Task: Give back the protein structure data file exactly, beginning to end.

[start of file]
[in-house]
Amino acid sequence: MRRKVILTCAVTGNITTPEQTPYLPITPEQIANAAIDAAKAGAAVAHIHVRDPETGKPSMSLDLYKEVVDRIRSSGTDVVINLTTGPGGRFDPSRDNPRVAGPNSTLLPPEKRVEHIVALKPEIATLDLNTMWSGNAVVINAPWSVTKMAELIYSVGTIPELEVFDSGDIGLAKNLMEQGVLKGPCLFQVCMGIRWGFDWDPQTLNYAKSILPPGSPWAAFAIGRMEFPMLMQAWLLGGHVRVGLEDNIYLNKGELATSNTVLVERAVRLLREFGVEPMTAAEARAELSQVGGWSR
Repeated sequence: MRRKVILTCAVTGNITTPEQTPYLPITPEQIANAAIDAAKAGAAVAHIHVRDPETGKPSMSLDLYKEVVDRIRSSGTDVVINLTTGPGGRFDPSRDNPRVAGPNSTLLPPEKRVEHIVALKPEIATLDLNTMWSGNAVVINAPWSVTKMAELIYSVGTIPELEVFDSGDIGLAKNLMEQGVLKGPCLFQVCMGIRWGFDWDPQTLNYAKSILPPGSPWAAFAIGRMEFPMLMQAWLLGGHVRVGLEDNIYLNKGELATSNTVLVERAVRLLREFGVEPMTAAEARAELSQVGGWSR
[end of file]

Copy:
[in-house]
Amino acid sequence: MRRKVILTCAVTGNITTPEQTPYLPITPEQIANAAIDAAKAGAAVAHIHVRDPETGKPSMSLDLYKEVVDRIRSSGTDVVINLTTGPGGRFDPSRDNPRVAGPNSTLLPPEKRVEHIVALKPEIATLDLNTMWSGNAVVINAPWSVTKMAELIYSVGTIPELEVFDSGDIGLAKNLMEQGVLKGPCLFQVCMGIRWGFDWDPQTLNYAKSILPPGSPWAAFAIGRMEFPMLMQAWLLGGHVRVGLEDNIYLNKGELATSNTVLVERAVRLLREFGVEPMTAAEARAELSQVGGWSR
Repeated sequence: MRRKVILTCAVTGNITTPEQTPYLPITPEQIANAAIDAAKAGAAVAHIHVRDPETGKPSMSLDLYKEVVDRIRSSGTDVVINLTTGPGGRFDPSRDNPRVAGPNSTLLPPEKRVEHIVALKPEIATLDLNTMWSGNAVVINAPWSVTKMAELIYSVGTIPELEVFDSGDIGLAKNLMEQGVLKGPCLFQVCMGIRWGFDWDPQTLNYAKSILPPGSPWAAFAIGRMEFPMLMQAWLLGGHVRVGLEDNIYLNKGELATSNTVLVERAVRLLREFGVEPMTAAEARAELSQVGGWSR